Senator Carper. What can we do to change the incentive so 
that the incentive falls more on the issuer of, we will say, 
the credit card to be more diligent in terms of the background 
checks to control their underwriting losses?
    Mr. Beales. Senator, I think, mostly, they have the right 
incentives now, because ultimately, it is the creditor that 
pays the losses and that is certainly the way it should be. If 
they issue credit to the wrong person, they ought to have to 
eat the loss.
    The difficulty is, I think, from the creditor's perspective 
and also from the way the system as a whole has to work, is 
there are also people out there who do owe the money and simply 
are not paying. So creditors have a legitimate interest in 
trying to collect in those kinds of cases and it is hard for 
creditors to distinguish the victim of identity theft from the 
deadbeat in some cases.
    We can try to make that process easier and encouraging 
people to file police reports is one thing that helps with 
that. We have developed a uniform fraud affidavit that 
creditors will accept as evidence that this really is an 
identity theft victim. But there is a tension there that is 
inherent in the nature of the crime that I think is difficult 
to get rid of entirely.
    Mr. Huse. This really comes down to the accuracy of these 
records, and that is the difficulty on the commercial side, is 
they have information that they have aggregated through various 
ways, but there is no way for them to verify that information 
in a facile way, or any obligation right now, either, other 
than due diligence in a business context.
    If we make it, that cross-verification, a requirement, over 
time, the number has better standing than it does now. Right 
now, it is defeated because it is--the integrity is very 
amorphous, and I think that is really an aspect there that 
deserves a good look.
    Senator Carper. OK, good. You have been most helpful. Thank 
you for your testimony. Thank you for your response to our 
questions. Mr. Stevens, good luck.
    Colonel Stevens. As long the candle does not relight 
itself, we will be struggling out there. We are going to fight 
them, though.
    Senator Carper. Thank you.
    Senator Craig. Tom, thank you very much.
    Mr. Beales, one last question of you. Are there factors 
within the aging population that may indicate that this crime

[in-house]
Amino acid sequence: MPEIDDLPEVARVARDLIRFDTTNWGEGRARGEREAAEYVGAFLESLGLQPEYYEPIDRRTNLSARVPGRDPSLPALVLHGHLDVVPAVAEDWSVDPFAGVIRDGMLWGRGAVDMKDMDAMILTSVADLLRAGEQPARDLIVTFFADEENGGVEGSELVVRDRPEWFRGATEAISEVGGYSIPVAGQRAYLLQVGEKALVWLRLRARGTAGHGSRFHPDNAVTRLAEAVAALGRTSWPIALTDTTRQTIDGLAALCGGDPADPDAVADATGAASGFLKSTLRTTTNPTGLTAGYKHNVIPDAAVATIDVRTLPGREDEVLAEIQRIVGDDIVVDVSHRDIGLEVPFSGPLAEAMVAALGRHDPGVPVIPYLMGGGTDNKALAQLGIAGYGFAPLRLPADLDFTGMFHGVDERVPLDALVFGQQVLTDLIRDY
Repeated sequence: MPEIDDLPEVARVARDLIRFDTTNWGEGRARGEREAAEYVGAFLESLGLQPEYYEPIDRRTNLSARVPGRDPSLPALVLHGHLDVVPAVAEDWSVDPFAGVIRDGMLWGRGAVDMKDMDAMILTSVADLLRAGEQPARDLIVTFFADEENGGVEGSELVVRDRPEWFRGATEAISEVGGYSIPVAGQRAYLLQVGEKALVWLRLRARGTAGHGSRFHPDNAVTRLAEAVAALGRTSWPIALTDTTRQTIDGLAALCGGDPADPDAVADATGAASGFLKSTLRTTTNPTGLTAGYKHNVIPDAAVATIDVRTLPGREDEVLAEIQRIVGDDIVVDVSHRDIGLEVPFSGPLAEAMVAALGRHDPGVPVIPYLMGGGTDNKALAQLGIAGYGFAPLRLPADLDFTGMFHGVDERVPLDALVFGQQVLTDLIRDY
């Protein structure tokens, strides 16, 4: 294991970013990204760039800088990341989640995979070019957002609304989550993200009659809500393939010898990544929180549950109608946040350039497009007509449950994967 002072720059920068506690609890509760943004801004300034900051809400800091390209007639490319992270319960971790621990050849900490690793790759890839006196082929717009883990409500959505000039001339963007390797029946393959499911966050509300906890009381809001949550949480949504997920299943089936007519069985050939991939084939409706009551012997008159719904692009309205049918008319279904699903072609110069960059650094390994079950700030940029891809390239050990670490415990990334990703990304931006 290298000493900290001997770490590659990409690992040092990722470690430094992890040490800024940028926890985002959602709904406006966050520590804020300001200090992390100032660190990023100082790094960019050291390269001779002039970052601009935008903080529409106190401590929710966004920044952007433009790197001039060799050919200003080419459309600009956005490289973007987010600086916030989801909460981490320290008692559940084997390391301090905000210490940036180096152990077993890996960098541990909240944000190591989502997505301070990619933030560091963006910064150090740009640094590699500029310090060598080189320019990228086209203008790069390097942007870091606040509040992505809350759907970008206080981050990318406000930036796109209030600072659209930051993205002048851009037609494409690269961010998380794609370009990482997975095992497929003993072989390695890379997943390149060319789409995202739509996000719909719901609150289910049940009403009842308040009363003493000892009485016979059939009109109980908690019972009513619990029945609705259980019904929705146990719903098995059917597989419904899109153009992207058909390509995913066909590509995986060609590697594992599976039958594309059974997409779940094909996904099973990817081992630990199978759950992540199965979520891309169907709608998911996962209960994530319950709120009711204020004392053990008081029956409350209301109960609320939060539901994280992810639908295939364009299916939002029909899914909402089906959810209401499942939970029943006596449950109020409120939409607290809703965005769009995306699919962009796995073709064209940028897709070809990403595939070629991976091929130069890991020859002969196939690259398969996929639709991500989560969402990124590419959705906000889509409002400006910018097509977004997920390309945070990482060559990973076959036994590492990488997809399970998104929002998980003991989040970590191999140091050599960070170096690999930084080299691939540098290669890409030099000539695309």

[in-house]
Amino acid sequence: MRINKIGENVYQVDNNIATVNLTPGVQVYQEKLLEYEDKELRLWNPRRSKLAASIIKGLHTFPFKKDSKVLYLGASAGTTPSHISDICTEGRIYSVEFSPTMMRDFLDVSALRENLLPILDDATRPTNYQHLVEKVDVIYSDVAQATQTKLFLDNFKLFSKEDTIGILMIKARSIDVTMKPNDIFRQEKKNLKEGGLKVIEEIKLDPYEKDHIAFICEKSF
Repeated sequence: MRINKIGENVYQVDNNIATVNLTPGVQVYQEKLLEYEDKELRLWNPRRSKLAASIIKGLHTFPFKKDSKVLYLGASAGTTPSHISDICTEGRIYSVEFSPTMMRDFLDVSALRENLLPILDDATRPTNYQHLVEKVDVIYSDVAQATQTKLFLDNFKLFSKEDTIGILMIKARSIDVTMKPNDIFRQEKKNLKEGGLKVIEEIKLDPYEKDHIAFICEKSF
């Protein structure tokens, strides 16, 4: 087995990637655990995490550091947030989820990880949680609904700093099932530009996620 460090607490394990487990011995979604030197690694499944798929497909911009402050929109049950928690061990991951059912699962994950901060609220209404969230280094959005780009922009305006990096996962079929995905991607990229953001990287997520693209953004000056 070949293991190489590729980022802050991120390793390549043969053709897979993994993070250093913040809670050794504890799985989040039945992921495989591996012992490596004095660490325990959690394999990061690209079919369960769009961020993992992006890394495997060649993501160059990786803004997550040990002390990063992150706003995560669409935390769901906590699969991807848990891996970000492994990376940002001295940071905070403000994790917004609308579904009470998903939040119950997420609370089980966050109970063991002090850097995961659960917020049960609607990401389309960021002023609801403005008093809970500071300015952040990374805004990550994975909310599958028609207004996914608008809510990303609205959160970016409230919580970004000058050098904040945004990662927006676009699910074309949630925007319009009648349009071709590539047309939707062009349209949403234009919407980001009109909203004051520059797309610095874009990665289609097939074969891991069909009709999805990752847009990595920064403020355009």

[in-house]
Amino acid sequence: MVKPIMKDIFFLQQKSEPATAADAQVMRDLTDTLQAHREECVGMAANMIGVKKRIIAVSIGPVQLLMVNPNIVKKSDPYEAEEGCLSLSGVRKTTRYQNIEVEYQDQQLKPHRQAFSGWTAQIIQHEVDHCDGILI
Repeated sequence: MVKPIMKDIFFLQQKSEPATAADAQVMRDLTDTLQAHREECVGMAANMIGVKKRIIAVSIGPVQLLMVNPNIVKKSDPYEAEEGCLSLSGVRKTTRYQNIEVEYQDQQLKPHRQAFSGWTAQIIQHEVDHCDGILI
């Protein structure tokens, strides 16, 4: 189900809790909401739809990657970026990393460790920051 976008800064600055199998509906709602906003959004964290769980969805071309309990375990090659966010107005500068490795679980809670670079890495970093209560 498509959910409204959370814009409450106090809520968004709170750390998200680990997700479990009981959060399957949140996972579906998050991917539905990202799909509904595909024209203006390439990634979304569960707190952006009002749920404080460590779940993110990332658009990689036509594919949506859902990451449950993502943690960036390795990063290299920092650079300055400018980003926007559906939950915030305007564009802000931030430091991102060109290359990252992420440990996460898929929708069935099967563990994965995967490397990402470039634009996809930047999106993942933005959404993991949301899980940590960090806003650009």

is being under-reported relative to their general population, 
or relative to the general population. You were giving us 
statistics as to those victimized. In many other areas, we find 
seniors under report simply because of their view of their own 
personal integrity or their privacy sense or they are going to 
suffer through a bit of a different attitude in a population 
base compared to younger people.
    Mr. Beales. We certainly see that in our fraud cases, that 
the elderly are less likely to report that they are victims of 
fraud than are members of the population at large. It is not 
clear that translates here, although it may, because this is a 
little bit more like having your wallet stolen. This is to say 
you are a victim in a very different way than you are in a 
fraud where you sort of have to say you are a victim and you 
have to admit you were taken. But having your wallet stolen is 
not quite like that. So it is not clear that it is the same 
sort of a problem. It may be, and we are in the design stages 
of some research to try to find out whether there really is a 
difference, but at this point, we do not know.
    Senator Craig. Alice, gentlemen, thank you all very much 
for your testimony today. You have helped build a valuable 
record. We appreciate it. Thank you.
    Now, let me call our second panelists forward, if you would 
please come forward.
    Let me thank our second panel for being here. Let us get 
started, if we could, please, and let me first introduce Mari 
Frank, a Privacy and Identity Theft Consultant from Laguna 
Niguel, CA. Mari, welcome before the committee.

 STATEMENT OF MARI J. FRANK, ESQ., PRIVACY AND IDENTITY THEFT 
                 CONSULTANT, LAGUNA NIGUEL, CA

    Ms. Frank. Thank you very much, Senator Craig, for inviting 
me and for holding this important hearing. I am the author of 
the ``Identity Theft Survival Kit,'' which I have brought as a 
resource to this committee to give to you.
    Senator Craig. Great. Thank you.
    Ms. Frank. As a member of AARP myself, several years ago, 
an imposter took my identity and stole over $50,000 using my 
name and my profession as an attorney. Additionally, I have 
personally assisted hundreds of elderly victims myself.
    There is very little that seniors can do to prevent this 
crime. Law enforcement needs more resources and it needs to 
investigate, which often they do not. But law enforcement will 
never have the power to prevent it. The key players with the 
unique opportunity to thwart this crime are governmental 
agencies and businesses that collect and use our information. 
Security breaches of databases, careless information handling 
practices, and unscrupulous employees facilitate this fraud. 
There is no control over information in the hands of others and 
there is no opportunity to avoid identity theft. Once 
victimized, it may take months or years to find out, and then 
to remedy the situation.
    Here are a couple of examples of real-life stories. Sidney, 
a retired executive, learned that his identity was stolen after 
he and his wife purchased a new home. His loan application with 
his three-in-one credit report revealed his credit score, his 
Social Security number, and all of his accounts. His